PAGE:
New in Symfony 4.3: Automatic validation

Contributed by
Kévin Dunglas
in #27735.

Consider the following simple Doctrine entity:

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use Doctrine\ORM\Mapping as ORM;

/** @ORM\Entity */
class SomeEntity
{
    // ...

    /** @ORM\Column(length=4) */
    public $pinCode;
}

Will the following code result in a validation error?

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$entity = new SomeEntity();
$entity->pinCode = '1234567890';
$violationList = $validator->validate($entity);

The answer is ... no. Surprisingly, many Symfony developers still don't realize that the Doctrine mapping configuration (e.g. @ORM\Column(length=4)) doesn't actually validate anything. This config is just a hint for the Doctrine schema generator. This can lead to usability and even security issues.

In Symfony 4.3 we improved this by introducing automatic validation based on Doctrine mapping. That's why in Symfony 4.3, the previous example would have produced the following result:

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$violationList = $validator->validate($entity);

var_dump((string) $violationList);
// Object(App\Entity\SomeEntity).columnLength:\n
//     This value is too long. It should have 4 characters or less.
//     (code d94b19cc-114f-4f44-9cc4-4138e80a87b9)\n

This new feature introspects mappings like @ORM\Column(length=4) to add the related @Assert\Length(max=4) validation automatically to that same property. Specifically, the following validations are automated:

Doctrine mapping Automatic validation constraint
nullable=false @Assert\NotNull
type=... @Assert\Type(...)
unique=true @UniqueEntity
length=... @Assert\Length(...)

The automatic validation of nullable=false and type=... requires to have the PropertyInfo component installed. Also, this new feature will be disabled by default, but enabled for new projects.

Since the Form component as well as API Platform internally use the Validator component, all your forms and web APIs will also automatically benefit from these automatic constraints.

Lastly, keep in mind that, although this automatic validation is convenient, it's not enough for most applications, so you will still need to manually configure more Symfony validation constraints.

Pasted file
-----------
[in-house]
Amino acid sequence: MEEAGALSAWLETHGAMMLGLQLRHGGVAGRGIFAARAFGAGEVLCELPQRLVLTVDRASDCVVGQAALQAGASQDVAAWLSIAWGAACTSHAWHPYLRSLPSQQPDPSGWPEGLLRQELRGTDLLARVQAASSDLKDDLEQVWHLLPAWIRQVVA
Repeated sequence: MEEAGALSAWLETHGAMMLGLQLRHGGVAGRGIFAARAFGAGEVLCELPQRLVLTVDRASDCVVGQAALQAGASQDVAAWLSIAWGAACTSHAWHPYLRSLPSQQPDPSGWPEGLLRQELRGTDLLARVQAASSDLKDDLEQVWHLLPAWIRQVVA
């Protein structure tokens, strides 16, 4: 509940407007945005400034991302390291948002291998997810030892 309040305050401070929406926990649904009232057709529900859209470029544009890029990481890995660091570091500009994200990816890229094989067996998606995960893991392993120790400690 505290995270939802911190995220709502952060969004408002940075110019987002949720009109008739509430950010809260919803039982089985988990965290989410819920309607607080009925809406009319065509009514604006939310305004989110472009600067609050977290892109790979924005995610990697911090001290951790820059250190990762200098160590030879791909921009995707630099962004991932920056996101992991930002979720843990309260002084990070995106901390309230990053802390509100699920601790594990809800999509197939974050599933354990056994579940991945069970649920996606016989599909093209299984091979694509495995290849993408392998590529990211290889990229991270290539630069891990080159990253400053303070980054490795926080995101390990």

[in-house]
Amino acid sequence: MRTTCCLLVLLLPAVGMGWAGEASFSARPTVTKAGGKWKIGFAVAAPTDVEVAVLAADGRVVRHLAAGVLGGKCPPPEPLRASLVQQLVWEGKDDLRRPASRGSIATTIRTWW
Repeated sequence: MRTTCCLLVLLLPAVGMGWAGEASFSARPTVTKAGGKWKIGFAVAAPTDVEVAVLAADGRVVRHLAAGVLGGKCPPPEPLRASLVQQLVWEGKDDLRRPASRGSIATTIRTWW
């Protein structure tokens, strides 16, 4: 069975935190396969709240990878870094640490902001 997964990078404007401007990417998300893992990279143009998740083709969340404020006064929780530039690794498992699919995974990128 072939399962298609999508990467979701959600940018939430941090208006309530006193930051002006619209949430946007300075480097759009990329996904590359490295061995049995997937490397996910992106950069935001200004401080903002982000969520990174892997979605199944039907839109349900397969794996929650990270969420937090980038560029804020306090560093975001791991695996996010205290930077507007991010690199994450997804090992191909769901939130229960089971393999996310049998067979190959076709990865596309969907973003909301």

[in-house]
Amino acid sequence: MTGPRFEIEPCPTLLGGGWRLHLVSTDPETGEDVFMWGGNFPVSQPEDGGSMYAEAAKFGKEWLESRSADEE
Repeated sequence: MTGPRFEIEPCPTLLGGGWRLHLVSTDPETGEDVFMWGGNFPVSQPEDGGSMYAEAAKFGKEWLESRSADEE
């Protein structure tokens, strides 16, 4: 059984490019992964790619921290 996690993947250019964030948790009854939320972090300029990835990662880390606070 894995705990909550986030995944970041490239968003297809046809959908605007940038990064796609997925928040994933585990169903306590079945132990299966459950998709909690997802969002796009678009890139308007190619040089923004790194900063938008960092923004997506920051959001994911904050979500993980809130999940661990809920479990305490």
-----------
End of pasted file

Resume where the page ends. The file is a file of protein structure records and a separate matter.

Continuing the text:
Comments

Nice job !
Awesome
Seems to be a nice new feature :)

As it will be opt-in (so disabled by default for existing Sf apps) could you add the required configuration for existing apps? Thanks :)
I guess the validation constraint for the doctrine mapping of nullable=false should be Assert\NotNull rather than for doctrine mapping of nullable=true ?
@Oliver yes! that was a mistake and it's now fixed.

@Jonathan the code to make this configurable in DoctrineBundle is still pending. I'll update the post when it's merged. Thanks.
Very clever, nice job
Symfony 4.3 is going to be really awesome! 🎉
Love it!
Very nice addition, thanks!
length doesn‘t actually validate anything?

Oh boy, I have to overthink my whole application
It would be nice to mention in the post how exactly to enable/disable this feature
@Tito the option to enable/disable this feature is not ready yet. See https://github.com/doctrine/DoctrineBundle/pull/939 We'll update the blog post when this is ready.
awesome....
Awesome feature! Nice job, thanks
Nice job ! The minimum validation requirements are now free ! Thanks.
Nice and useful update ! Can't wait to put hands on Symfony 4.3 :D
Looks nice for the common case.

But ... how does this handle custom field types that extend basic field types? Not that I would do this, but assuming I would extend an int type to store the year of something and the phpvalue would be a DateTime. Or I have some Object (in php) that is mapped to some string with known max length (in db)? I could have a length attribute in the definition, but the value might be an object. Are lifecycle handlers run before/after validation? Can this "magic" validation be enabled/disabled globally only? What if the db field is not nullable (-> NotBlank?) but the mapper of the custom type will ensure that it is not null? or the lifecycle handler does ensure this?

I see so many edge cases with this ... and have the feeling it would be better to explicitly state that doctrine annotations are not validation constraints (which seems somewhat obvious...).
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